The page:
Boat builder teams up with Cape Town artists to produce sailing artwork

Custom-made, in-house design, wire hulls and tin sails: the latest Balance Catamaran is literally a work of art.

The world famous catamaran producer has teamed up with Cape Town artist collective Streetwires to produce arguably their most unusual vessel to date – weighing in at less than 10kg and just 4ft long, or thereabouts.

It’s a miniature wire-beaded catamaran, complete with rudder, steering wheel, and sails made out of recycled cool drink cans. It may not cross the Atlantic anytime soon, at least not on the water, but it is likely to make waves nevertheless in the beady-eyed world of African arts and crafts.

“It was the first time to make something like this,” said Streetwires shop manager Asanda Yekiso, who prior to lockdown worked with about 30 staff  in the company’s Woodstock facility. “We designed it from scratch from pictures, and it was not an easy piece to make because the client was not here. He was overseas and we communicated with him there.”

That client is Balance Catamarans, courtesy of company President Phil Berman who is a long-time admirer of the Rainbow Nation. Berman won the World Hobie Championships here back when his hair was a lot darker, and the love affair continues to this day, with two South African yards now producing Balance Catamarans – Nexus Yachts in St Francis Bay and Two Oceans Marine in Cape Town. Berman said the wire art commission was a natural fit for the proudly South African Balance Catamarans: “For me, the reason for the wire art Balance was to embrace South African culture, to provide an artist the opportunity to do something uniquely African of an African built catamaran. A celebration of Africa. They did a wonderful job,” Berman told SABBEX via email from the US.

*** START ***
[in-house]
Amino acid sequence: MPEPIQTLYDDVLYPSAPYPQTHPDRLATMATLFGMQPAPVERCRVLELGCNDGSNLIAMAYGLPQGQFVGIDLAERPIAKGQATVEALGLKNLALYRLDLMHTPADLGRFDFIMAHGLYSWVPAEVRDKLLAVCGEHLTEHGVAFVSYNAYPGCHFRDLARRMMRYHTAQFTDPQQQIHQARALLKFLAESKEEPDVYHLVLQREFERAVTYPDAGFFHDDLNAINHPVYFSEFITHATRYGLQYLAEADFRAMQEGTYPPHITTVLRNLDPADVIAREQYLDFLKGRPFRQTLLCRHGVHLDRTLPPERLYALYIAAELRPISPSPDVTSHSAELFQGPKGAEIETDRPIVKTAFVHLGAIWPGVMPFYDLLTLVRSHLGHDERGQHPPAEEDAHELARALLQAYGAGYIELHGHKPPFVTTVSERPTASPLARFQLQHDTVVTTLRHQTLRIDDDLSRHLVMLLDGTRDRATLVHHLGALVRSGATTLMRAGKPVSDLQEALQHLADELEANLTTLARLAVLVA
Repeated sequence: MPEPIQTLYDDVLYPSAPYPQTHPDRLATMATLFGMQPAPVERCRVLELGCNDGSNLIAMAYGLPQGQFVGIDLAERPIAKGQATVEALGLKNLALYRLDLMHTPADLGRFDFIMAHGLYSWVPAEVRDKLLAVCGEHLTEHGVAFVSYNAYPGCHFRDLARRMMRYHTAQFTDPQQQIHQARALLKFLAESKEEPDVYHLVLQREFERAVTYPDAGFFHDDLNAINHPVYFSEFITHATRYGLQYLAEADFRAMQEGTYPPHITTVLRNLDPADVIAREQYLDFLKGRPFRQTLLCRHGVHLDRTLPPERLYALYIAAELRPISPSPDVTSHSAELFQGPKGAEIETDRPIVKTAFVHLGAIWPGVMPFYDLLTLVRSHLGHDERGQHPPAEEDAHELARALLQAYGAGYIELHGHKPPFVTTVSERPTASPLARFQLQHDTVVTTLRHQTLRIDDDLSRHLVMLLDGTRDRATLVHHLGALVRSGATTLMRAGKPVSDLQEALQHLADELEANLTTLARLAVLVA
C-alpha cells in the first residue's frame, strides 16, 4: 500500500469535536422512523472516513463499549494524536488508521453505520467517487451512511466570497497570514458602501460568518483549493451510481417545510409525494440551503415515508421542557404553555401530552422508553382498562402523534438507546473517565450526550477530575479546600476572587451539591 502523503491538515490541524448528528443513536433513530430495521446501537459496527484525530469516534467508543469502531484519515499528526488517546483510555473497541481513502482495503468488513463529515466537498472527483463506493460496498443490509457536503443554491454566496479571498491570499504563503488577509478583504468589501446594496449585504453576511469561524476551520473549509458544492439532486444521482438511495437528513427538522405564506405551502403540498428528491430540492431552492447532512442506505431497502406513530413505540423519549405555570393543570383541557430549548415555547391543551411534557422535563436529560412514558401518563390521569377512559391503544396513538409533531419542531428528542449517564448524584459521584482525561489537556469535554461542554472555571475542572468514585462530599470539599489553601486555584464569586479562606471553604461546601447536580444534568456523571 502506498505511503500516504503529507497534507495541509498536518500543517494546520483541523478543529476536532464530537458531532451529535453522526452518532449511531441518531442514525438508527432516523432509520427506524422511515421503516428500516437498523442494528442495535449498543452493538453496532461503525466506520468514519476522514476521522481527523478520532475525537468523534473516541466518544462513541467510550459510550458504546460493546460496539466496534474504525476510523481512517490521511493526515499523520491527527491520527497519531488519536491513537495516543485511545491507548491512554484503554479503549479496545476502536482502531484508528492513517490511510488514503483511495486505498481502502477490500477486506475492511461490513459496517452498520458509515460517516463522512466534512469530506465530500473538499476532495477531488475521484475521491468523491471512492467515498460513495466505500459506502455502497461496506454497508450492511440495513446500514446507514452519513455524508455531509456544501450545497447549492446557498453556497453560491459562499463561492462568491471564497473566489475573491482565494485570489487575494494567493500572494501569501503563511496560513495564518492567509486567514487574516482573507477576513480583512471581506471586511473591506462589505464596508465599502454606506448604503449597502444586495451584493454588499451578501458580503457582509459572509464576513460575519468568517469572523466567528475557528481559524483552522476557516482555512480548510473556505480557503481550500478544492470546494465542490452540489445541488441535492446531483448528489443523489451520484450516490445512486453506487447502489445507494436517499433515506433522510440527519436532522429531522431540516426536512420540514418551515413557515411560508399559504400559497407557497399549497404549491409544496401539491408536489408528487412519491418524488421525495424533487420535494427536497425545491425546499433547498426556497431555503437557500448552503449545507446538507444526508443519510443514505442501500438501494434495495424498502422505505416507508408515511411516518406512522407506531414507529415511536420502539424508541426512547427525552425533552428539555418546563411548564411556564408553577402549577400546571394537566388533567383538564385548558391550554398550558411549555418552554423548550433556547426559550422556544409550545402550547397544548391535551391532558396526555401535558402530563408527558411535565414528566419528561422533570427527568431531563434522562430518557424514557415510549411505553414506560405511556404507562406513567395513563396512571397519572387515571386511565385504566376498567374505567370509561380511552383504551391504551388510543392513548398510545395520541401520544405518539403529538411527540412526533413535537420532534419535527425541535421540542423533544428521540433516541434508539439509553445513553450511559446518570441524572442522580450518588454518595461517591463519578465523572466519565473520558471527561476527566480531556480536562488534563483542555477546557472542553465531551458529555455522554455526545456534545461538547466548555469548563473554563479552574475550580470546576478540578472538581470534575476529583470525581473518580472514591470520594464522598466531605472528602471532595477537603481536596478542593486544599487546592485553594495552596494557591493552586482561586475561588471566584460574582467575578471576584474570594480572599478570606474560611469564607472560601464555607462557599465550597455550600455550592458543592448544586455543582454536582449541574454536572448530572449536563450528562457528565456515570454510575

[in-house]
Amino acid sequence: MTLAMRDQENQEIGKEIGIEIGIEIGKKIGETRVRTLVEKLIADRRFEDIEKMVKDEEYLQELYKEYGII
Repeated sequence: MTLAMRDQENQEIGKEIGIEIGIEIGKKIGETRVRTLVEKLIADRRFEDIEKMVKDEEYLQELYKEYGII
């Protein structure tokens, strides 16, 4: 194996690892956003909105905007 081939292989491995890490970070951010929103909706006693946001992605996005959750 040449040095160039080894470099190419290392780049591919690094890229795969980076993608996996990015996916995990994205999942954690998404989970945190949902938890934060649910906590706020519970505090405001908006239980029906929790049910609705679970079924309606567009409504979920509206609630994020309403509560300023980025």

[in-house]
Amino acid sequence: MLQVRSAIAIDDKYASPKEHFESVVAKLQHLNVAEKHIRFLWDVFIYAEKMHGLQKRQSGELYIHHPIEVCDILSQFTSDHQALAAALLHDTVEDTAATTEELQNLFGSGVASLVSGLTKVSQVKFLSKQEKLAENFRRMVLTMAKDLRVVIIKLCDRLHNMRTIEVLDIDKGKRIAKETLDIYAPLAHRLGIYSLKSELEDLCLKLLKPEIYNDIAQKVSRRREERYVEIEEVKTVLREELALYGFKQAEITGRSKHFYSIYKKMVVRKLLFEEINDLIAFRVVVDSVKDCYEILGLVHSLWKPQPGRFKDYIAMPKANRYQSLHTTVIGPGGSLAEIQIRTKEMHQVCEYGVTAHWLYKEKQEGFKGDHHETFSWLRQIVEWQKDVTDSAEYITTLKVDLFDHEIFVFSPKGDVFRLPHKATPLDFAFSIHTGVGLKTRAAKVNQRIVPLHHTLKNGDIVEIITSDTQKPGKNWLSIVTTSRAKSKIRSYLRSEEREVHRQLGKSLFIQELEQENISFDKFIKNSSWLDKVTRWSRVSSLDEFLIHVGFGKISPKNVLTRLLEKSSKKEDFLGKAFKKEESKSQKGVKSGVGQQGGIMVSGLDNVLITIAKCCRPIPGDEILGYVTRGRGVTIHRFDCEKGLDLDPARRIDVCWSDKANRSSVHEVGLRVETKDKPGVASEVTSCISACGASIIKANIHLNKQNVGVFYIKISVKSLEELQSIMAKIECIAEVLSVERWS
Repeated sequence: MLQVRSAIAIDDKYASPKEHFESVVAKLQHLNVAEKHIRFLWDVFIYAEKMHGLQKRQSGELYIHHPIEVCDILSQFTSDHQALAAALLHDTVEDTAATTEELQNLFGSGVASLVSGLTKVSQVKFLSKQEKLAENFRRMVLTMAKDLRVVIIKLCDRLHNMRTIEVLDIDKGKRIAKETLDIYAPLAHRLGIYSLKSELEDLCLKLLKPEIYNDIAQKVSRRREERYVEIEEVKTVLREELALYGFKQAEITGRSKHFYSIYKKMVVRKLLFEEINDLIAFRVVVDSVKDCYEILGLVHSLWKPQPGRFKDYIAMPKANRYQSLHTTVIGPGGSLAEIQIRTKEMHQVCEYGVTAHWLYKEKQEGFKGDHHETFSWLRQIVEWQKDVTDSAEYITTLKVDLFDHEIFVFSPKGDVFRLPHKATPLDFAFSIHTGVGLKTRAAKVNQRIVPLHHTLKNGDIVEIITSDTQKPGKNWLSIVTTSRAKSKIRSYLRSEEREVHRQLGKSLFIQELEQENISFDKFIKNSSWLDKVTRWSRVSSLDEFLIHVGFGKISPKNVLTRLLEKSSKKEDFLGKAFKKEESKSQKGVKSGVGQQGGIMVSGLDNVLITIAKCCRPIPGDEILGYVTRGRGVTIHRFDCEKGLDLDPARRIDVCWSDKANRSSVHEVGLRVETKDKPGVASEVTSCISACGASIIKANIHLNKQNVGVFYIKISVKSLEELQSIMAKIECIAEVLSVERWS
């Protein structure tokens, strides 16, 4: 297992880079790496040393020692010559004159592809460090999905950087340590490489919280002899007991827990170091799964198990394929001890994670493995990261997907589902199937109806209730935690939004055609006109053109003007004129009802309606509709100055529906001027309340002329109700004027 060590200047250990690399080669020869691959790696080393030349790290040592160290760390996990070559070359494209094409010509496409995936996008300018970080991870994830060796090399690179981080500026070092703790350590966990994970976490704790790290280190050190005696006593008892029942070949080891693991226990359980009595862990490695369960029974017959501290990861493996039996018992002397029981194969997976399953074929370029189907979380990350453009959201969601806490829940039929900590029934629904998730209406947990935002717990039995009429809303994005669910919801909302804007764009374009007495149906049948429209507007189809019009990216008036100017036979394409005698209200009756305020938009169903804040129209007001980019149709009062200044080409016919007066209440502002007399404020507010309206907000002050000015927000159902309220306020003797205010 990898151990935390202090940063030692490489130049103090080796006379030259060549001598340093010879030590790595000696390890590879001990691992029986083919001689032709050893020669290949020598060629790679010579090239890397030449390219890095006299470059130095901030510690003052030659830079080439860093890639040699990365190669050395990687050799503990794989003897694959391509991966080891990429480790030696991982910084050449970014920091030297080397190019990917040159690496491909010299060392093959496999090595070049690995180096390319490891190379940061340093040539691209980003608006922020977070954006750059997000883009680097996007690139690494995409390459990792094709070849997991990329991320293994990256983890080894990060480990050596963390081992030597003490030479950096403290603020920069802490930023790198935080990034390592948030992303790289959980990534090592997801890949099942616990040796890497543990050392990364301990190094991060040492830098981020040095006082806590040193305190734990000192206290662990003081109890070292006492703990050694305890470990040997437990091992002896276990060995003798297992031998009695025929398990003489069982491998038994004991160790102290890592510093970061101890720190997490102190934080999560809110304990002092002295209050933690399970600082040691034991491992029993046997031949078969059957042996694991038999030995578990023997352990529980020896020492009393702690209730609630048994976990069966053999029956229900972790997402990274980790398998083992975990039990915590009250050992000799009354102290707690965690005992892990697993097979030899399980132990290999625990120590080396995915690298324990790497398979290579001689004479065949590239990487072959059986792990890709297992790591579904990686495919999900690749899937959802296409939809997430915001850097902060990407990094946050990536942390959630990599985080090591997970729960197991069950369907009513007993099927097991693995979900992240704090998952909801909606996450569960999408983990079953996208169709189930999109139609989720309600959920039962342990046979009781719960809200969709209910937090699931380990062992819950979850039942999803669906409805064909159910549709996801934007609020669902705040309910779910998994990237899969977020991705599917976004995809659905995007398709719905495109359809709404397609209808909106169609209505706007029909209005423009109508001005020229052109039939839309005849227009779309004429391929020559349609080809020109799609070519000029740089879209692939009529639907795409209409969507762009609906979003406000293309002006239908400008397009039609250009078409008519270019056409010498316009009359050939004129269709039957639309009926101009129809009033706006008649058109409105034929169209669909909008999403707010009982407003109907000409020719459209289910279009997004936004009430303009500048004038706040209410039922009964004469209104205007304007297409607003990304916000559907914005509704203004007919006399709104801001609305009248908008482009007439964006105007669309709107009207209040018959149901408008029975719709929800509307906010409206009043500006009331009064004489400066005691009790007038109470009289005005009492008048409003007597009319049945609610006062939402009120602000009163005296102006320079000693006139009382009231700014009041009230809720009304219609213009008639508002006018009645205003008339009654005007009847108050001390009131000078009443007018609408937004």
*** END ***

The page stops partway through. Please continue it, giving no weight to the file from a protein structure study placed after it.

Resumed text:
The artwork was due to be unveiled at a much-anticipated function in Cape Town last month, only to be marooned in the Streetwires shop amidst a global coronavirus lockdown.  Yekiso said the Streetwires cat was likely to be followed by others, if only the team could return to work. Currently staff are stuck at home without the necessary materials to continue work. “Right now it is just the one, but they need some more versions,” Yekiso said. “This lockdown disturbed us.”

Founded 18 years ago Streetwires has grown from a small cottage industry in somebody’s home into the biggest wire art enterprise of its kind, able to design and produce just about anything. “Customers come up with their own ideas,” Yekiso said, adding that wedding presents were a popular commission. Beaded wire animals are the tourist favourite, ranging from tiny key rings to massive sculptures. The biggest? A life-size elephant head and 2.2m giraffe.

Balance were so impressed with the project they commissioned a video showing how it came together (watch it HERE) . It includes interviews with both Yekiso and artist Wilbert Kamupira, who described the Balance cat as one of his biggest challenges to date. “When I see a picture of this boat it was a challenge to me because it was something new that I hadn’t done before,” Kamupira said of his unusual commission. “There were lots of different parts and you have to measure the sizes because it has dimensions – length, width and height because it is difficult to come up with something proportional.”

“The biggest challenge was to make it up and come out with something where people can say, Wow, this is a nice piece,” Kamupira said.

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